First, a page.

Avoid overshardingedit

In some cases, reducing the number of shards in a cluster while maintaining the same amount of data leads to a more effective use of system resources (CPU, RAM, IO). In these situations, we consider the cluster oversharded.

The number of shards where this inflection point occurs depends on a variety of factors, including:

  • available hardware
  • indexing load
  • data volume
  • the types of queries executed against the clusters
  • the rate of these queries being issued
  • the volume of data being queried

Testing against production data with production queries on production hardware is the only way to calibrate optimal shard sizes. Shard sizes of tens of GB are commonly used, and this may be a useful starting point from which to experiment. Kibana’s Elasticsearch monitoring provides a useful view of historical cluster performance when evaluating the impact of different shard sizes.

Why oversharding is inefficientedit

Each segment has metadata that needs to be kept in heap memory. These include lists of fields, the number of documents, and terms dictionaries. As a shard grows in size, the size of its segments generally grow because smaller segments are merged into fewer, larger segments. This typically reduces the amount of heap required by a shard’s segment metadata for a given data volume. At a bare minimum shards should be at least larger than 1GB to make the most efficient use of memory.

However, even though shards start to be more memory efficient at around 1GB, a cluster full of 1GB shards will likely still perform poorly. This is because having many small shards can also have a negative impact on search and indexing operations. Each query or indexing operation is executed in a single thread per shard of indices being queried or indexed to. The node receiving a request from a client becomes responsible for distributing that request to the appropriate shards as well as reducing the results from those individual shards into a single response. Even assuming that a cluster has sufficient search threadpool threads available to immediately process the requested action against all shards required by the request, the overhead associated with making network requests to the nodes holding those shards and with having to merge the results of results from many small shards can lead to increased latency. This in turn can lead to exhaustion of the threadpool and, as a result, decreased throughput.

How to reduce shard counts and increase shard sizeedit

Try these methods to reduce oversharding.

Reduce the number of shards for new indicesedit

You can specify the index.number_of_shards setting for new indices created with the create index API or as part of index templates for indices automatically created by index lifecycle management (ILM).

You can override the index.number_of_shards when rolling over an index using the rollover index API.

Create larger shards by increasing rollover thresholdsedit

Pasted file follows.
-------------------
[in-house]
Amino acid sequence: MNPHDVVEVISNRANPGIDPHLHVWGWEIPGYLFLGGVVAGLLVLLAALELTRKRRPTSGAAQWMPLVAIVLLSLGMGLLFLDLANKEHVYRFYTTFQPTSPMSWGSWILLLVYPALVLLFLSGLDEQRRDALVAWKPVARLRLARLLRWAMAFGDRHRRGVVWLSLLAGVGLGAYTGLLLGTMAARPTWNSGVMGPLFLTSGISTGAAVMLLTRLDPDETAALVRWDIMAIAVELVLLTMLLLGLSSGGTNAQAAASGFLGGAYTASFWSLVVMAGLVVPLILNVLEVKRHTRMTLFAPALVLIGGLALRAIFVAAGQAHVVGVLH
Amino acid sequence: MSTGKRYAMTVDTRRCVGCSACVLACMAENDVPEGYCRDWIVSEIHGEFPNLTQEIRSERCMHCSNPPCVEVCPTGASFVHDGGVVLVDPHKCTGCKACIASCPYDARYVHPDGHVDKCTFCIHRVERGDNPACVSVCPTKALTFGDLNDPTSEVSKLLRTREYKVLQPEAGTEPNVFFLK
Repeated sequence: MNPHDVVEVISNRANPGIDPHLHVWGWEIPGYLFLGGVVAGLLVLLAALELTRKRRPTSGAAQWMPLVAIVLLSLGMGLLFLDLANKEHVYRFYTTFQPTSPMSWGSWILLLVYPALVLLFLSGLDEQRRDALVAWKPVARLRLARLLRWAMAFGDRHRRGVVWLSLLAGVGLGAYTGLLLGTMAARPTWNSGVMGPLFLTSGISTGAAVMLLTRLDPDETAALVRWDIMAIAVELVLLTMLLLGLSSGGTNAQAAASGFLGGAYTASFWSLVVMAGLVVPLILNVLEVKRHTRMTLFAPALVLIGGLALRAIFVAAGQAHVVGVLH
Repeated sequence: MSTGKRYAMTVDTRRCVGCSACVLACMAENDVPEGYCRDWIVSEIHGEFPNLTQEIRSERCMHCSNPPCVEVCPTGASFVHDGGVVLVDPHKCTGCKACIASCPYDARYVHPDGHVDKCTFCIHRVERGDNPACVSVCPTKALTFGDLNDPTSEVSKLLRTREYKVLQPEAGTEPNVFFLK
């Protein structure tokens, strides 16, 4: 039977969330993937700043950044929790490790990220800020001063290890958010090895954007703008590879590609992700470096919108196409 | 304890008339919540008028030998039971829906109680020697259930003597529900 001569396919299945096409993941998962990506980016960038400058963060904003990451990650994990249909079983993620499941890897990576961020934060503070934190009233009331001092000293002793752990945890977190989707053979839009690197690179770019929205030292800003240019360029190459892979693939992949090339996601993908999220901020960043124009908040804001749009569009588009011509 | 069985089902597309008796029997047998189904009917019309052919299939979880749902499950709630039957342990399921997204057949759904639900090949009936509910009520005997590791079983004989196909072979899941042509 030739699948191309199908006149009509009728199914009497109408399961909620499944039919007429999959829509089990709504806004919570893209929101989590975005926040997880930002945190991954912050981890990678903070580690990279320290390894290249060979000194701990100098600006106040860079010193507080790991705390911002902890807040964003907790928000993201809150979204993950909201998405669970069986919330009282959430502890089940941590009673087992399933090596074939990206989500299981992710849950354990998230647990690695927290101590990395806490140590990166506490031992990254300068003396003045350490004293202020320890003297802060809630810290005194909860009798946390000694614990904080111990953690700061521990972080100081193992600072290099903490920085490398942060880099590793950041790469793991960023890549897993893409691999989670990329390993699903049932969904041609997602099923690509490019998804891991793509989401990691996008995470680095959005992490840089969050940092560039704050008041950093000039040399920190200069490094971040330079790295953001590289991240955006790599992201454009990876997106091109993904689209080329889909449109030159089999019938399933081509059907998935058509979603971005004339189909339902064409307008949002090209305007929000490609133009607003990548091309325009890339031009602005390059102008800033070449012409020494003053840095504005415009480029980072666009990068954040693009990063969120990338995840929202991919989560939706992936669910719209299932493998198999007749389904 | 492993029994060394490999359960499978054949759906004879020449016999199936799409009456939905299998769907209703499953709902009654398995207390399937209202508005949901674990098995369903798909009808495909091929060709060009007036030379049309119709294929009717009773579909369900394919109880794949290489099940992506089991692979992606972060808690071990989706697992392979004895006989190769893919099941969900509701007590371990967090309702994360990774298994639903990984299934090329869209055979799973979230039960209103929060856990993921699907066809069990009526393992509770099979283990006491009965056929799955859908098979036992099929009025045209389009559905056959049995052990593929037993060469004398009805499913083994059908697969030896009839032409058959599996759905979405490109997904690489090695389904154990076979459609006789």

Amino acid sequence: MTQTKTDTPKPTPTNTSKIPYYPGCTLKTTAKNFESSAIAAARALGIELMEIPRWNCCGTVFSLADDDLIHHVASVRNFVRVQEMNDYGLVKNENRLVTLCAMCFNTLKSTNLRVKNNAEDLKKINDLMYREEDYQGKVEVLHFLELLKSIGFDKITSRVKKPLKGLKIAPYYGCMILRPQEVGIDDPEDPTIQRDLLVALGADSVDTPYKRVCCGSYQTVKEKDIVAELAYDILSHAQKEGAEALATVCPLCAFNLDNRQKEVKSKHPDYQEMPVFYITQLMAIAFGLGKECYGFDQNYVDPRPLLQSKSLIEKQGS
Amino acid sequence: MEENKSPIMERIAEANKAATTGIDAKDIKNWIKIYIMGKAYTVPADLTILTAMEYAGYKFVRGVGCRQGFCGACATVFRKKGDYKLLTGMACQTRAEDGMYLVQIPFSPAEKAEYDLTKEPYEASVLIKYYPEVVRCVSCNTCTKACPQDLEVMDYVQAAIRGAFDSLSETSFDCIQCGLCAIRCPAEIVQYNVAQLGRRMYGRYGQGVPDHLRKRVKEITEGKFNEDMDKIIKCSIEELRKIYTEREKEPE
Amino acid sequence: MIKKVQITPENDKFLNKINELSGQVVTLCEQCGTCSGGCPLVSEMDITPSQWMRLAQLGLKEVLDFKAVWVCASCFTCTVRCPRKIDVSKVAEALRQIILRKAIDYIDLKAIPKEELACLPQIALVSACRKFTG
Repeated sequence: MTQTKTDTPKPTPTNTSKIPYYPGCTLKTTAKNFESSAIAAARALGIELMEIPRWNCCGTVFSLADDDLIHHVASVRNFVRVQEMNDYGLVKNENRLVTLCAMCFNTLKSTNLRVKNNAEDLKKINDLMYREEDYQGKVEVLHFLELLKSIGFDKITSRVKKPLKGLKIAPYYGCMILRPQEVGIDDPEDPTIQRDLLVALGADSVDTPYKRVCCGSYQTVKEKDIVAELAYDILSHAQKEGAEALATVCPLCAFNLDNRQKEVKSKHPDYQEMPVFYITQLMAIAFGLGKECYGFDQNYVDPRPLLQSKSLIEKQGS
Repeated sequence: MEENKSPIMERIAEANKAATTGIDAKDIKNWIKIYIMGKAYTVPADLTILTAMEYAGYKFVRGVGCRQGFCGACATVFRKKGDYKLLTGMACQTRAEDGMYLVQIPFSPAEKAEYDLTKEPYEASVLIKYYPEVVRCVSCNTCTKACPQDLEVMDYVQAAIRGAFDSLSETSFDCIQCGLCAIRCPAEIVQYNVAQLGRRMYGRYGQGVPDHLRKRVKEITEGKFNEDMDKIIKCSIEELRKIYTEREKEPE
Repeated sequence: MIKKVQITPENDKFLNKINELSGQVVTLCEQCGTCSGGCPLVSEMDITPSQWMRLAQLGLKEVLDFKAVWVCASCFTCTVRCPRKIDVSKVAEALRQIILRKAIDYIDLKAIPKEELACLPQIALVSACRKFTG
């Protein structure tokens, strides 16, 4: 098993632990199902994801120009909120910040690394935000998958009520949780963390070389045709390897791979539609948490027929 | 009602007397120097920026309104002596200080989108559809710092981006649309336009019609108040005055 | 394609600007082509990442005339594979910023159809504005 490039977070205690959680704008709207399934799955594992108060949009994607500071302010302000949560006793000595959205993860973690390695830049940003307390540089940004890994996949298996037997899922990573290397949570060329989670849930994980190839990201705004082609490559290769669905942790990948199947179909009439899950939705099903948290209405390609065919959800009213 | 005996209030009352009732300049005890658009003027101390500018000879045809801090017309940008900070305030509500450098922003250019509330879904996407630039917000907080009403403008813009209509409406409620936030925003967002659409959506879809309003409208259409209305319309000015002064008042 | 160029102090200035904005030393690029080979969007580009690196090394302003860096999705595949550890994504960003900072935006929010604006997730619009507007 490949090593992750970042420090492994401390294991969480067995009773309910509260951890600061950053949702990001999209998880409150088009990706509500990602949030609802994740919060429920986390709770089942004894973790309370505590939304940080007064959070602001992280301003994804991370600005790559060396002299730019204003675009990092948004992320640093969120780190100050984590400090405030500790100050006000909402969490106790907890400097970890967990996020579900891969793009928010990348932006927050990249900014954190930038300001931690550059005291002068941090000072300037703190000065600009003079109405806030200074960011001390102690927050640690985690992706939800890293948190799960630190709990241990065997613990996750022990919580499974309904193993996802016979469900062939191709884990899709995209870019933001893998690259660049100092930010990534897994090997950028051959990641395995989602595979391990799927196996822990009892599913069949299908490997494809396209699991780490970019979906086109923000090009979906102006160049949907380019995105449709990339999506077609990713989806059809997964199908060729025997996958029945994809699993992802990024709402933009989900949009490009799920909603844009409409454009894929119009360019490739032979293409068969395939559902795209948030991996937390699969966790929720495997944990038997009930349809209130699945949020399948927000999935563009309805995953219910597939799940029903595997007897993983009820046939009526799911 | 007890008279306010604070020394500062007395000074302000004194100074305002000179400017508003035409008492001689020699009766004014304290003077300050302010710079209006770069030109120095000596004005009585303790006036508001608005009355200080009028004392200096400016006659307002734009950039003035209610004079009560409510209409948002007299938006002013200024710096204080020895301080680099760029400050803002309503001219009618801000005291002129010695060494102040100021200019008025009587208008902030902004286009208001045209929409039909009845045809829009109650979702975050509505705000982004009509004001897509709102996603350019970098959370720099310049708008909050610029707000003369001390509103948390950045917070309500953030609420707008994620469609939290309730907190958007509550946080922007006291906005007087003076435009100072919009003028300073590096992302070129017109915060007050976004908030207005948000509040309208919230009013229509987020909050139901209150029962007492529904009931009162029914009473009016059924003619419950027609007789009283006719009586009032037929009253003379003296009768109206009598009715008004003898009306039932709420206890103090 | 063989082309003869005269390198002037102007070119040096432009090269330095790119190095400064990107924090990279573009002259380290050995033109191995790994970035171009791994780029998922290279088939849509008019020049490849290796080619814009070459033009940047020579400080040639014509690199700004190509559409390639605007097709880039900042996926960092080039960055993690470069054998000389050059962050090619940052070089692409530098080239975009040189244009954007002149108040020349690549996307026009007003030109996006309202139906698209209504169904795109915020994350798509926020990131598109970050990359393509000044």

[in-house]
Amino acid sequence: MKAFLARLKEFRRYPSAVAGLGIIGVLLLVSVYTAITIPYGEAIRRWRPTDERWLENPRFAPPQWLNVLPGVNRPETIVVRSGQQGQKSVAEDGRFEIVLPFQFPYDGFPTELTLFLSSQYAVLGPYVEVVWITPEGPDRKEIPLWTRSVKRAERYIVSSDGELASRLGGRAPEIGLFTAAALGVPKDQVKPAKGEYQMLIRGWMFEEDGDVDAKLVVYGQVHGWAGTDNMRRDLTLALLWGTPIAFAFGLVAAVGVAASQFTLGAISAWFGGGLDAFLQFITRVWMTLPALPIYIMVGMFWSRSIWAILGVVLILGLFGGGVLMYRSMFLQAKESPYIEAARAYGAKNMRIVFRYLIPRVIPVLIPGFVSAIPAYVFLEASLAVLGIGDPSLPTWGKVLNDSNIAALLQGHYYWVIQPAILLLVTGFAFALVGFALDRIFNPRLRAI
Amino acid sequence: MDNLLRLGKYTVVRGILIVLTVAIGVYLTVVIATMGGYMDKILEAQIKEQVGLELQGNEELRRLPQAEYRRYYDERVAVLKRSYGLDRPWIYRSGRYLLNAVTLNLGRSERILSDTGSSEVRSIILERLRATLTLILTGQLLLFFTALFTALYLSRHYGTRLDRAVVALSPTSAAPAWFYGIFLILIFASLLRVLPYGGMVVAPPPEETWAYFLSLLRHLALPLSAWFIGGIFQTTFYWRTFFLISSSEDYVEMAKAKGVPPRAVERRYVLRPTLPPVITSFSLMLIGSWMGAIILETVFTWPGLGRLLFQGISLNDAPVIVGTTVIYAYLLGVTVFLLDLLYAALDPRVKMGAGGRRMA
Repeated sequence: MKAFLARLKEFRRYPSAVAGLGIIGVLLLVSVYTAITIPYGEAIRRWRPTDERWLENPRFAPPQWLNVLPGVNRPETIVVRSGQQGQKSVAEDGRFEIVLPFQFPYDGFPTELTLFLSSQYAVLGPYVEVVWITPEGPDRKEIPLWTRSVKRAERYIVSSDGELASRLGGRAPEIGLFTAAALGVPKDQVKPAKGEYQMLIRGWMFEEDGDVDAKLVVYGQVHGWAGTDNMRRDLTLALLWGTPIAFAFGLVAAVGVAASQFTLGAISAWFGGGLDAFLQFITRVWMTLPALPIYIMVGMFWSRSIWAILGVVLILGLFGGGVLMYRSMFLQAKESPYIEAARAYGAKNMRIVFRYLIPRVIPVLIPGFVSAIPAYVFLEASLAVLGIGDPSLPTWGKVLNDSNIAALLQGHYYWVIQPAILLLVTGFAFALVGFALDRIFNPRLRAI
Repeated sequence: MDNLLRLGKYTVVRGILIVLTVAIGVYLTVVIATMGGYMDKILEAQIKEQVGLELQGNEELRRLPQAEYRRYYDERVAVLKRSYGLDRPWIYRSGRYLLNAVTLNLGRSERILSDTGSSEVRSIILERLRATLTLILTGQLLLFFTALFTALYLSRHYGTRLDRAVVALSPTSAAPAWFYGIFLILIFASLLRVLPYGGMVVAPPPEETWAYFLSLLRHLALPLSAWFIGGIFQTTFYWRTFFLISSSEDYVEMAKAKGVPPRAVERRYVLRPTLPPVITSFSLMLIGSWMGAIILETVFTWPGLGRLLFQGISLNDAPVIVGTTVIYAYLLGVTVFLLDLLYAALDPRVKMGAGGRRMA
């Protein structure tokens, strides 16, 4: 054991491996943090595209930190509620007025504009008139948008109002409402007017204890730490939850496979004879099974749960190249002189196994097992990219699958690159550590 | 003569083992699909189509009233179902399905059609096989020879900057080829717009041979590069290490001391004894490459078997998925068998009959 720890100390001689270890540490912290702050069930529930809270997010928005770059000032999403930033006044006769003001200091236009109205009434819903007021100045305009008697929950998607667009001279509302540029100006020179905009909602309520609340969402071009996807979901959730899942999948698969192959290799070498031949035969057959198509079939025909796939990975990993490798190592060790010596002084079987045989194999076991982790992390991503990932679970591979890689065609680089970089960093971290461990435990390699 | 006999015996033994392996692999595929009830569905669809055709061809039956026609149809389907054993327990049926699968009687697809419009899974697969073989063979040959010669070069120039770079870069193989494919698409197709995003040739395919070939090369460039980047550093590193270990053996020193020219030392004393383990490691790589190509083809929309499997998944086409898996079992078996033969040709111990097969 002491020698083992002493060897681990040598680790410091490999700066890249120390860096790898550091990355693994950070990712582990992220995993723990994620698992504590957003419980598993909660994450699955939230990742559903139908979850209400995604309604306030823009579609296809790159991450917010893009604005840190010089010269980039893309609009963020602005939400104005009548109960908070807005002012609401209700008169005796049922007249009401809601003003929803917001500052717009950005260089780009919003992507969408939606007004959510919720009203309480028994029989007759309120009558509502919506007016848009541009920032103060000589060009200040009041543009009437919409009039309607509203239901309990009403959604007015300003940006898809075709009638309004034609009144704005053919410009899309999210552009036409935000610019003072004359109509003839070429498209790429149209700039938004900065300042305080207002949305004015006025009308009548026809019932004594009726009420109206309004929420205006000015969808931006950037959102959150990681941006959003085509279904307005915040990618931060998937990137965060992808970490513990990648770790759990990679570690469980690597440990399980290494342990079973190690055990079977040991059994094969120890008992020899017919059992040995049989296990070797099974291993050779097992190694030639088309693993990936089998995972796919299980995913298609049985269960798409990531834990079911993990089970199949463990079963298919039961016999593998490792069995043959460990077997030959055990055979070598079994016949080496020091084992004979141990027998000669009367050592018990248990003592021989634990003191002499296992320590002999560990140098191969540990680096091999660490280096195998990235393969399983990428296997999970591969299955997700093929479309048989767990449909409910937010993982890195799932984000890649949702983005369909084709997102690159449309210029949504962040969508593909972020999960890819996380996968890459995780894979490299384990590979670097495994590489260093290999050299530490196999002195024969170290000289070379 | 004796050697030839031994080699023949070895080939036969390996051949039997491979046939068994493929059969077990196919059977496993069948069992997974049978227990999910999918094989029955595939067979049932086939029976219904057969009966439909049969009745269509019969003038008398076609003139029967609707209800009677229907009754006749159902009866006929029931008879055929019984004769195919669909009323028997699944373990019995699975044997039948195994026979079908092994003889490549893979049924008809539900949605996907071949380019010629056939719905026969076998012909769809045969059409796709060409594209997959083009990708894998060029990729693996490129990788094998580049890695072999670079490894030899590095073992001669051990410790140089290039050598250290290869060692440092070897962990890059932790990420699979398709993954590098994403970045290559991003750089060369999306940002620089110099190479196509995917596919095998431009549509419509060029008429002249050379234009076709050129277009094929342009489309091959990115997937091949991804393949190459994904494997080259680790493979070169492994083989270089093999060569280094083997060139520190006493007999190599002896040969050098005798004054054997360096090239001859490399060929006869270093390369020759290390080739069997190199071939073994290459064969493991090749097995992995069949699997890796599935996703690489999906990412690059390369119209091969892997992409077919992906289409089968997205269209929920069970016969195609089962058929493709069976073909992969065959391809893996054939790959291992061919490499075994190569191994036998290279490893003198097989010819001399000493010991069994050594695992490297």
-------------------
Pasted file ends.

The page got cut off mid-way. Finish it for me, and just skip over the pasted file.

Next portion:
You can roll over indices using the rollover index API or by specifying the rollover action in an ILM policy. If using an ILM policy, increase the rollover condition thresholds (max_age, max_docs, max_size) to allow the indices to grow to a larger size before being rolled over, which creates larger shards.

Take special note of any empty indices. These may be managed by an ILM policy that is rolling over the indices because the max_age threshold is met. In this case, you may need to adjust the policy to make use of the max_docs or max_size properties to prevent the creation of these empty indices. One example where this may happen is if one or more Beats stop sending data. If the ILM-managed indices for those Beats are configured to roll over daily, then new, empty indices will be generated each day. Empty indices can be identified using the cat count API.

Create larger shards by using index patterns spanning longer time periodsedit

Creating indices covering longer time periods reduces index and shard counts while increasing index sizes. For example, instead of daily indices, you can create monthly, or even yearly indices.

If creating indices using Logstash, the index property of the Elasticsearch output can be modified to a date math expression covering a longer time period. For example, use logstash-%{+YYYY.MM} instead of logstash-%{+YYYY.MM.dd} to create monthly, rather than daily, indices. Beats also lets you change the date math expression defined in the index property of the Elasticsearch output, such as for Filebeat.

Shrink an existing index to fewer shardsedit

You can use the shrink index API to shrink an existing index down to fewer shards.

index lifecycle management also has a shrink action available for indices in the warm phase.

Reindex an existing index to fewer shardsedit

You can use the reindex API to reindex from an existing index to a new index with fewer shards. After the data has been reindexed, the oversharded index can be deleted.

Reindex indices from shorter periods into longer periodsedit

You can use the reindex API to reindex multiple small indices covering shorter time periods into a larger index covering a longer time period. For example, daily indices from October with naming patterns such as foo-2019.10.11 could be combined into a monthly foo-2019.10 index, like this:

POST /_reindex
  "source": {
    "index": "foo-2019.10.*"
  "dest": {
    "index": "foo-2019.10"